Inline pics to be added later.
I have been printing on a ceramic floor tile with decent results as long as it was warmed first (heat gun). As I didn't want to destroy my only working printbed, I looked around for something similar locally. Nothing was available for polished, flat tiles. There was a special name for the tile I had... basically it means it was polished until 'optically' flat. Reflections are not distorted... really, actually, flat. Refractory? Something like that.
Instead, I found the stone tiles. They were also polished (ground really) flat and were ~1/2in thick. They didn't say 'refractory' or whatever like my tile (which I could have ordered, but had to get a box of), but the reflections from it were not distorted. Good enough. They were also dirt cheap on clearance, and I could screw up 3 times.
For the ceramic tile, I was going to glue 1/4in nuts to the back, wind on those, and then encase the windings in cement. The extra thickness I now had gave me the idea of cutting grooves in the back to make my windings embedded. The back of my tile could be flat then, this should increase heat transfer, and I thought that heating the tile from the 'middle' may help eliminate any tendency to warp.
I wonder if I can cut these? Stone is hard, requires special blades, you need water cooling right? Nope. It was easy.
I had a masonry blade I bought a while back for my circular saw. The arbor also happened to fit my table saw. On it went.
Figured out a pattern which would give me a gap in the middle and a little wider edges. It was start at 1in, then 3/4 apart all the way across, and ending with 1in. I gingerly started to make the first cut, at 1/2 my intended depth. The dust was overwhelming at a few inches in, but it actually cut easier than hardwood plywood minus the blade not tracking at all. I started to get excited that this might actually work, then stopped everything and 'suited up' to be blasted with dust for hours. Respirator, goggles, hoodie tied shut, and gloves held on with rubber bands were donned. I've heard of people getting seriously ill, long term, from stone dust. Silicosis I believe it's called.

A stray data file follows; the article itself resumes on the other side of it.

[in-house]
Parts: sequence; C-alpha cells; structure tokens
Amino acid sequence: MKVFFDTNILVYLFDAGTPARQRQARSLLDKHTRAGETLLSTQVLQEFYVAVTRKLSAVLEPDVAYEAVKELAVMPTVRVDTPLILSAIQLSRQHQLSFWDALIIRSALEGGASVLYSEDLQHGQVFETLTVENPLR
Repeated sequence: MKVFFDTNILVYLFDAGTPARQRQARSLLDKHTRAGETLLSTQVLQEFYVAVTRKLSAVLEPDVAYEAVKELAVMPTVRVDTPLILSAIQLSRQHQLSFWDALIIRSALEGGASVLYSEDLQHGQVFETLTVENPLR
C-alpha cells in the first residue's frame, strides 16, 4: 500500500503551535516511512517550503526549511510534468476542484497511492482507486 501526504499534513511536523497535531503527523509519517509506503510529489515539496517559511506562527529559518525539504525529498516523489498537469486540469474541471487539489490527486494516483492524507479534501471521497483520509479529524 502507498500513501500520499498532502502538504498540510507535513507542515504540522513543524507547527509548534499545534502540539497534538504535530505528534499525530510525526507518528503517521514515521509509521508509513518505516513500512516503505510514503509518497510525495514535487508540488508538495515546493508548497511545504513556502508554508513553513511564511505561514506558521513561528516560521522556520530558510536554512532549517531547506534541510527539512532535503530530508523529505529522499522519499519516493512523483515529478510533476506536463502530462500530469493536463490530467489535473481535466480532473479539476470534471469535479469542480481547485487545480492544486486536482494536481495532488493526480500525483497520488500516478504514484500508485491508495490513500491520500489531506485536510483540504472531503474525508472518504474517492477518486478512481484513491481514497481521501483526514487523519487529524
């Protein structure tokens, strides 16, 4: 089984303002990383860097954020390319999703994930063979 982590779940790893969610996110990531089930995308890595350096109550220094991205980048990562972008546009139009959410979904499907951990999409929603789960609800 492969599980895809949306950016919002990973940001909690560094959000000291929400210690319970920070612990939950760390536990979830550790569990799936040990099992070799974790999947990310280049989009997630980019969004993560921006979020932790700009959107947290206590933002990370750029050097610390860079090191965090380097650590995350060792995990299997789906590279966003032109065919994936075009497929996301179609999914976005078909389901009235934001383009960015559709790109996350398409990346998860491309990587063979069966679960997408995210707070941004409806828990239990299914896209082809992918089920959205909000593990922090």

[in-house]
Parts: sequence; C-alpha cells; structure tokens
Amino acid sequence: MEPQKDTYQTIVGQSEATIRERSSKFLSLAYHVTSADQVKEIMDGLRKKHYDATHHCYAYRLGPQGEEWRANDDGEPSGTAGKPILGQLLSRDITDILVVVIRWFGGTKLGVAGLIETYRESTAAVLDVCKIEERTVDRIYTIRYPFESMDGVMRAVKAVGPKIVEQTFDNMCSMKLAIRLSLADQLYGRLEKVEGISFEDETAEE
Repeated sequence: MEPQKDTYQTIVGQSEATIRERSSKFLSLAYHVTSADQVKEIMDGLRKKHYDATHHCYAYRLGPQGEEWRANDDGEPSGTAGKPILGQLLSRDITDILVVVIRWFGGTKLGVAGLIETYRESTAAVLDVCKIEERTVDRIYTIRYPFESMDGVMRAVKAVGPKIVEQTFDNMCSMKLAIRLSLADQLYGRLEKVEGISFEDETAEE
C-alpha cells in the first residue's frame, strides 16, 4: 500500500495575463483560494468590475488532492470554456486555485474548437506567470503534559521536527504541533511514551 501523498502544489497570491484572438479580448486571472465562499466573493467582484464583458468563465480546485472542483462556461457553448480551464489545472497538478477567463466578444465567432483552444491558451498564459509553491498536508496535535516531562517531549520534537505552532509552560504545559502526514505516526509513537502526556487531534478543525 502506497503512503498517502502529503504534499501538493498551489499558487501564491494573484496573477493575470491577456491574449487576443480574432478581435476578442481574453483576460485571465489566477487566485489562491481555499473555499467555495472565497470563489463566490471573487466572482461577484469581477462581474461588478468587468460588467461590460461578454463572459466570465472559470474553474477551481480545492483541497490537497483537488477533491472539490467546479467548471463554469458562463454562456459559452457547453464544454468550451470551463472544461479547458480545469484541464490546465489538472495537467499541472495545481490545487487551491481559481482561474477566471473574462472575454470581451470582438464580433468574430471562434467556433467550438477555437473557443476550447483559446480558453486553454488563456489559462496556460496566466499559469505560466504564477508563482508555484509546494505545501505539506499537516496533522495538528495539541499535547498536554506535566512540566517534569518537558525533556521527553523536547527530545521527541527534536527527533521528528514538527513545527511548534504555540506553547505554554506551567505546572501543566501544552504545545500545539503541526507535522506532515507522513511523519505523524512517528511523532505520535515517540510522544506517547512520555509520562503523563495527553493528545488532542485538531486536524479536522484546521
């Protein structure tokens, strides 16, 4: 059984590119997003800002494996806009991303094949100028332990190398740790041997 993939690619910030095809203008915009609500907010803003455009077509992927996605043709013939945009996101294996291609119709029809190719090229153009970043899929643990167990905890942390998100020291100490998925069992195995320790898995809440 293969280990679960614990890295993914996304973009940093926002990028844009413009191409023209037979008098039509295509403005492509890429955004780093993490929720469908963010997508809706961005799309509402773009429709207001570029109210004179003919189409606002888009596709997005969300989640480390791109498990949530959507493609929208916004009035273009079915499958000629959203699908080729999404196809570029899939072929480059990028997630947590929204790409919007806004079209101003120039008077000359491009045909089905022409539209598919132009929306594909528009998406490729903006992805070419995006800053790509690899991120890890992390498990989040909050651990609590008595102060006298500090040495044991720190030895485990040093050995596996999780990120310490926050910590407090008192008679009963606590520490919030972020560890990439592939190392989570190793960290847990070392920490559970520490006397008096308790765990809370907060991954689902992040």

Cut the first few grooves at half depth. Was worried about heat buildup causing the stone to crack. Then I got impatient and switched to full depth on the first pass (half way through the tile). I figured, hey... I got 3 more tries if it explodes. It didn't. It cut like butter.
The tile I was using hung off the edges of my base and looked funky. Since this stuff was cutting so nicely I decided to see if I could get a circle out of it. Drew a circle on the back with a pencil, and free-handed some relief cuts close to the line. Then I got a little cocky and tried to free-hand the circle itself. It worked pretty well. The edge of the blade is a good grinder so you don't have to be perfect the first time... just stay on the right side of your line. :)
I needed a groove around the edge to allow my traces to turn around inside the tile. It was cutting so nicely, I decided to just try to free-hand that as well. Turns out free-handing a cut isn't so easy when you can't see the blade. It also tended to 'grab' when I missed the previous cut. The cut I ended up with wasn't useable for winding as it had sloped edges.
I started over.
Did all the straight cuts again, and this time I pre-drilled a hole almost through the tile right in the center for popping in my thermistor later on, and cut the extra slot to run the thermistor wire almost to the hole. Took a bit of plywood, put a pin in it, and clamped it to the saw with the pin located directly across from the top of my blade. Cutting a curve with a straight blade will probably be difficult. This time I took my time. Started with the blade down, turned the saw on, and raised it until it contacted. Rotated the tile. Raised the blade, rotated the tile... repeat this about 15 times and I was through. Not so hard..
Moved the jig over a half inch, and cut the edge groove I needed half way through. As this was the last cut, I really took my time on this one. Whew... hard part done.
I was aiming for 250w/500w of output. I only have the one 12v supply, but it's rated at 1000w so I'm good there.